It shows a gradual rise in the number of registered blind persons up until 2001 before remaining relatively constant at between 4,850 and 5,147 from 2001 to 2006. Registered partially sighted persons have increased year on year throughout the 9-year period.

Chart 3: Time Series of Registered Blind and Registered Partially Sighted Persons Aged 65 and Under, 1998-2006

Chart 3: Time Series of Registered Blind and Registered Partially Sighted Persons Aged 65 and Under, 1998-2006

Overall the number of registered visually impaired under 65-year-olds has increased by 6 per cent on last year. The ratio per 1,000 population is at around 2.1 after rising gradually over the past few years (see Table 3a). Data on under 65's by local authority and sex is shown in Annex A on page 6.

Table 3a: Number of Registered Visually Impaired Under 65-year-olds, 1998 - 2006

Year No. of Registered Visually Impaired under 65 year olds 1 Registered under 65's per 1,000 Pop'n of under 65's

2006

8,850

2.1

2005

8,354

2.0

2004

8,285

2.0

2003

8,068

1.9

2002

7,928

1.9

2001

7,836

1.8

2000

7,496

1.8

1999

7,250

1.7

1998

7,054

1.6

1 Data for under 65-year-olds should be more reliable than older age groups due to lower mortality rates.
Source: Registration of Blind and Partially Sighted Persons Return Form SWB

Background Information:

Data was collected on persons registered with local authorities as at 31 March 2006.

The information is derived from returns made to the Scottish Executive by Scottish local authorities. The return asks for the number of blind and partially sighted persons by age, sex and additional disabilities. It does not include persons who may meet the criteria for being blind or partially sighted but have not registered with their local authority.

The Social Work (Scotland) Act 1968 gives local authorities the power to maintain a register of people who are blind or partially sighted. However registration is voluntary and while registration provides access to a number of benefits and concessions there remain a large number of people who meet the criteria but are not registered. Research in 1991 1, undertaken at a UK level, indicated that the number of people on registers is some 23 per cent of those eligible. In 2001 they estimated it to be under a third.

1 Blind and Partially Sighted Adults in Britain: The RNIB Survey, Volume 1, HMSO, 1991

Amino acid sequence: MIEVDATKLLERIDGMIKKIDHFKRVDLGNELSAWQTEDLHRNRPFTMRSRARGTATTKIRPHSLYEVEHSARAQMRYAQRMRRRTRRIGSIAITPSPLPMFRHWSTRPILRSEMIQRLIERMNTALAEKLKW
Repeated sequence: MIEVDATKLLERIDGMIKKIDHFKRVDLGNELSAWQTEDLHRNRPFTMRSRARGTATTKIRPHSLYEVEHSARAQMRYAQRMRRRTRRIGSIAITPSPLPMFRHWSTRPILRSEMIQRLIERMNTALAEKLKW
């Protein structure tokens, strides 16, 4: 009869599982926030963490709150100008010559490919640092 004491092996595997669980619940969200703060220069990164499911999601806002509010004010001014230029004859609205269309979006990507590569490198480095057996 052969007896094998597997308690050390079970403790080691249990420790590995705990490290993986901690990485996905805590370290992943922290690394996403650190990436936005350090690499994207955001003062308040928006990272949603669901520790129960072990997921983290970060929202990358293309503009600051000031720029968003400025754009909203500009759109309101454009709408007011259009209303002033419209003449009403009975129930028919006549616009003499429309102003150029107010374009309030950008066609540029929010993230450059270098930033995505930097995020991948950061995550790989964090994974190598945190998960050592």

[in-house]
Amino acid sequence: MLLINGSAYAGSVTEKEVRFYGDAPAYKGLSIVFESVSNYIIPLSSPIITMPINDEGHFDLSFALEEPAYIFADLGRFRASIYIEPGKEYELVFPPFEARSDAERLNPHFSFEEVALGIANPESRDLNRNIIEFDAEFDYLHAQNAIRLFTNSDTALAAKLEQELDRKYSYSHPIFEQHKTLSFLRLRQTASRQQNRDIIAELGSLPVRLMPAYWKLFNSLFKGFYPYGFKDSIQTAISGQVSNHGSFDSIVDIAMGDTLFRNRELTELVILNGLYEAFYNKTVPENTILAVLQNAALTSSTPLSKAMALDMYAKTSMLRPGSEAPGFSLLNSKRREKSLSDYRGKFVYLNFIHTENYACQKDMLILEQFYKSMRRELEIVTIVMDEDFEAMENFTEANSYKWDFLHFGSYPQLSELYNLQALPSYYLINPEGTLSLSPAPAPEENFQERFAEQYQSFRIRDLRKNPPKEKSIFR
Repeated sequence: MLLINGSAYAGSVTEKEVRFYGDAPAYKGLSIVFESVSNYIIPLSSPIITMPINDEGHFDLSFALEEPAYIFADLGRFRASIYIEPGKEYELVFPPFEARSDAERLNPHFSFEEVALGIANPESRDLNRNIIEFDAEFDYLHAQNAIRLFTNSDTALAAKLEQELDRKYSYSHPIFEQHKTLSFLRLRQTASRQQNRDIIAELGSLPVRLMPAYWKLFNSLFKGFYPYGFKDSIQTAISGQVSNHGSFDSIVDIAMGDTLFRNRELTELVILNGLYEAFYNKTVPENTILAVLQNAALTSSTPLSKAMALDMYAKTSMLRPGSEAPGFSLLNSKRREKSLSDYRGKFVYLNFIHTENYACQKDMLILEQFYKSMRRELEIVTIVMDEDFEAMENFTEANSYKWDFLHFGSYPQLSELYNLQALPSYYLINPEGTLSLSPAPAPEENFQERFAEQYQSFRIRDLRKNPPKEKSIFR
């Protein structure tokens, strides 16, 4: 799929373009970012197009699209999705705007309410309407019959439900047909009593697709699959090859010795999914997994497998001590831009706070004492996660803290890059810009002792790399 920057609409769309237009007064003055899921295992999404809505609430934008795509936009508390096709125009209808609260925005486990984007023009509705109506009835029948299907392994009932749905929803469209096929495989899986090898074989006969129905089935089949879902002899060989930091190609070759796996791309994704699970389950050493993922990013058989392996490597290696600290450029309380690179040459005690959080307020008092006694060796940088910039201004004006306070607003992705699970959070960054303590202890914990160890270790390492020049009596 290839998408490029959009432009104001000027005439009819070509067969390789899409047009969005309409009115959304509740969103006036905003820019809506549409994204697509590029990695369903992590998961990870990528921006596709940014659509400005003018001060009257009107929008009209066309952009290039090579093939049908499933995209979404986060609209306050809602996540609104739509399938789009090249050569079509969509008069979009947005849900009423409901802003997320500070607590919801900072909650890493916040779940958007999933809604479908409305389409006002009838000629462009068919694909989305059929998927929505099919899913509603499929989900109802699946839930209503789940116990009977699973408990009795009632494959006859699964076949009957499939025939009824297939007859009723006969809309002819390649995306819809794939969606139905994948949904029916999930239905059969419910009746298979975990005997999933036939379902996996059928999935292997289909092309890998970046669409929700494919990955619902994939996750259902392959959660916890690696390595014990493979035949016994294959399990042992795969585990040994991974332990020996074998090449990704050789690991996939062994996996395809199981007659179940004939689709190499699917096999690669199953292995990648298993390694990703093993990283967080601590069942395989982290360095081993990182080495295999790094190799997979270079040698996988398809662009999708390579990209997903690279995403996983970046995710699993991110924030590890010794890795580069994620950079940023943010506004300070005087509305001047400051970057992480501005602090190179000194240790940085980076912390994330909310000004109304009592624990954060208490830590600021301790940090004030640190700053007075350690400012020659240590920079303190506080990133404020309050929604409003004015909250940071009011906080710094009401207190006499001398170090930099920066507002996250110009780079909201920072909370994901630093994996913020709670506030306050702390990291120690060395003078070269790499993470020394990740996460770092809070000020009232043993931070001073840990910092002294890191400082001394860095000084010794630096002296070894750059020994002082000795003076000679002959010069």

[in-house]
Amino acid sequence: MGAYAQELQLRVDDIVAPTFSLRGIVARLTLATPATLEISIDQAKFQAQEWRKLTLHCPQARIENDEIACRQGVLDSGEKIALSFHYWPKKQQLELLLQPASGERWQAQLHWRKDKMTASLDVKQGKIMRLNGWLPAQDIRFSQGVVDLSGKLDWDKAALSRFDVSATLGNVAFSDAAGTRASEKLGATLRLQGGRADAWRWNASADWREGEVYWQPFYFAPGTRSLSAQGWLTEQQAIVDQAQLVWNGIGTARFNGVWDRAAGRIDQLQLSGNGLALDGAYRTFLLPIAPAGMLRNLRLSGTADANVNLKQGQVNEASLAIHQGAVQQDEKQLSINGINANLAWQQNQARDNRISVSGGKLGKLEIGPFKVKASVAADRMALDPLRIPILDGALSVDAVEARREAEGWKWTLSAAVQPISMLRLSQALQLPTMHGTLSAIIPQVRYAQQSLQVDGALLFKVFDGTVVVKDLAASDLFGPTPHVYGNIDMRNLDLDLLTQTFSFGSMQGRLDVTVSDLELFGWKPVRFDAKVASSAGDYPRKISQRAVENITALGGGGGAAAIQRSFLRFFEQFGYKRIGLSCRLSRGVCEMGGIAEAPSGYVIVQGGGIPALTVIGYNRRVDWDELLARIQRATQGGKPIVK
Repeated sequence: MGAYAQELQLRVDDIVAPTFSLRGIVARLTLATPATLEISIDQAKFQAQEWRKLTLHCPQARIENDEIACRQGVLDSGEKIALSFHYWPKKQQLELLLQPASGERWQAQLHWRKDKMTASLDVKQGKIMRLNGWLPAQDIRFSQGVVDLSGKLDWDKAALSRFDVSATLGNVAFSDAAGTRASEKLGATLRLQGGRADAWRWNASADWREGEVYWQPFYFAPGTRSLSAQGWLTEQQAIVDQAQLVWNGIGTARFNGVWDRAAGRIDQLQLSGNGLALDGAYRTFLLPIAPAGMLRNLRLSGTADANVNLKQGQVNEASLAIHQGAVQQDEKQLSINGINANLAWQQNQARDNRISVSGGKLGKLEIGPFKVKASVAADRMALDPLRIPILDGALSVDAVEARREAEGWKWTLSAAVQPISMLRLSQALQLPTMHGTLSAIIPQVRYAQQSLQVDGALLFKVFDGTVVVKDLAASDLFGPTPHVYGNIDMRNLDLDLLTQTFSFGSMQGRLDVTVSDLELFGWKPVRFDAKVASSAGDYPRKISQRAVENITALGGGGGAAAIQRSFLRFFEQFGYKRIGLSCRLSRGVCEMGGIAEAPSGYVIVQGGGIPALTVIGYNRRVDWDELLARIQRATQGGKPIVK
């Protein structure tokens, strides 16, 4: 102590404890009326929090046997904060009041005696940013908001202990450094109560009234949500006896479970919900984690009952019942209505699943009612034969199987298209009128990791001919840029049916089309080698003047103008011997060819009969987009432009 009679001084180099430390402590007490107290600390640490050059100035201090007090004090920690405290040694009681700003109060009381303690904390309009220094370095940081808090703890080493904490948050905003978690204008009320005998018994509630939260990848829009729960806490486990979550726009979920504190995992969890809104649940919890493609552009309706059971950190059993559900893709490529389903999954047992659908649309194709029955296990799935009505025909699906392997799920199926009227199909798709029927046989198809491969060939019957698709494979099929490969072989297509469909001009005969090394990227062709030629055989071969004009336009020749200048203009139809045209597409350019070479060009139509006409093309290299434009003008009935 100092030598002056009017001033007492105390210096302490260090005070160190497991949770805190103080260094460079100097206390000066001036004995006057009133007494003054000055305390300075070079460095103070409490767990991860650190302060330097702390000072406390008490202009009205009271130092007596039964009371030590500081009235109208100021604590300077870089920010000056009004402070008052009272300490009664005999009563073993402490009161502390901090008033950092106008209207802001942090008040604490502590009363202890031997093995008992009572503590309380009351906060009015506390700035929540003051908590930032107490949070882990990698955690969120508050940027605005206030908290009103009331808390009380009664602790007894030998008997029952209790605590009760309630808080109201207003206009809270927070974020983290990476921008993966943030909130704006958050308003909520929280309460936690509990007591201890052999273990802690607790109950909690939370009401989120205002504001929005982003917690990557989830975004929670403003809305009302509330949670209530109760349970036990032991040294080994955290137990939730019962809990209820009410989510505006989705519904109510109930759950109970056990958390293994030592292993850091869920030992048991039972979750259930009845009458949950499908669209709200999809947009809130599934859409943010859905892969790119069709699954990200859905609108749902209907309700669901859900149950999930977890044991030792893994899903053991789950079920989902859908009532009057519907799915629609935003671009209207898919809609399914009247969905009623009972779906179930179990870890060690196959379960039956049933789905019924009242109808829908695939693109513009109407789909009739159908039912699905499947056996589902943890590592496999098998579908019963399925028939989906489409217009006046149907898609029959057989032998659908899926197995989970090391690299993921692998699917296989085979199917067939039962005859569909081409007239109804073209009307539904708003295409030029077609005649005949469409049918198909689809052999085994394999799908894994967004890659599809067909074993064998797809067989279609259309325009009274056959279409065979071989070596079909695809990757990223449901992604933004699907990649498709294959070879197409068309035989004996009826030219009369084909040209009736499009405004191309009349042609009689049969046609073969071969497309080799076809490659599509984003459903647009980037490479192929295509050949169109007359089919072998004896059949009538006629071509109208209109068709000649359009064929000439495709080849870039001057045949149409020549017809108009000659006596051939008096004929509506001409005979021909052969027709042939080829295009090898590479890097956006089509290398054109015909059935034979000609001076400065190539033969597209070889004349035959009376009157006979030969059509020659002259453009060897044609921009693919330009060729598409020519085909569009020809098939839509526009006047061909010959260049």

'Think dual sensory' published in 1997 by the Department of Health suggested that some 2,000 people in Scotland could have some degree of deafblindness. Our latest figures show that there are 1,732 people registered as deafblind in Scotland. This would suggest that people are more likely to register if they have multiple disabilities.

Additionally, there are known problems with previous years' data where people have not been removed from the register of blind and partially sighted persons. Many local authorities have in recent years improved their registers by comparing with the register of deaths and this may in part explain the decrease in the number of registered blind persons since 2000.

Returns were received from all local authorities:

Glasgow have substantially revised their figures this year following a move to a new management information system. This has resulted in improvements to data quality for 2006 but care should be taken when comparing 2005 and 2006 figures as many of the changes seen are largely due to changes in the Glasgow figures.

For example, Glasgow have improved their data collection on additional disabilities resulting in an increase in the overall number of visually impaired people with additional disabilities.

Work is still ongoing to improve the Glasgow data and 2007 should show further improvements in this data.

Fife and Scottish Borders were unable to provide complete information on additional disabilities. Care should therefore be taken when interpreting figures as a small amount of data has been estimated for these 2 local authorities.

East Dunbartonshire has undertaken a data cleaning exercise this year which has resulted in significant decreases in the number of people registered as visually impaired.

2002 based population projections from GRO(S) have been used to calculate rates per 1000 population in this Statistics Release.

Further Information

Further details and analysis of the data presented in this Statistics Release are available on request from the address given below. The Statistics Release is available in large print and on the Internet by accessing the Scottish Executive web site ( www.scotland.gov.uk).

Community Care Statistics
Room 3WR
St Andrew's House
Regent Road
Edinburgh
EH1 3DG

Contact: Steven Gillespie
Tel: 0131 244 3777
E-mail: SWStat@scotland.gov.uk

This statistics release was published on 31 October 2006.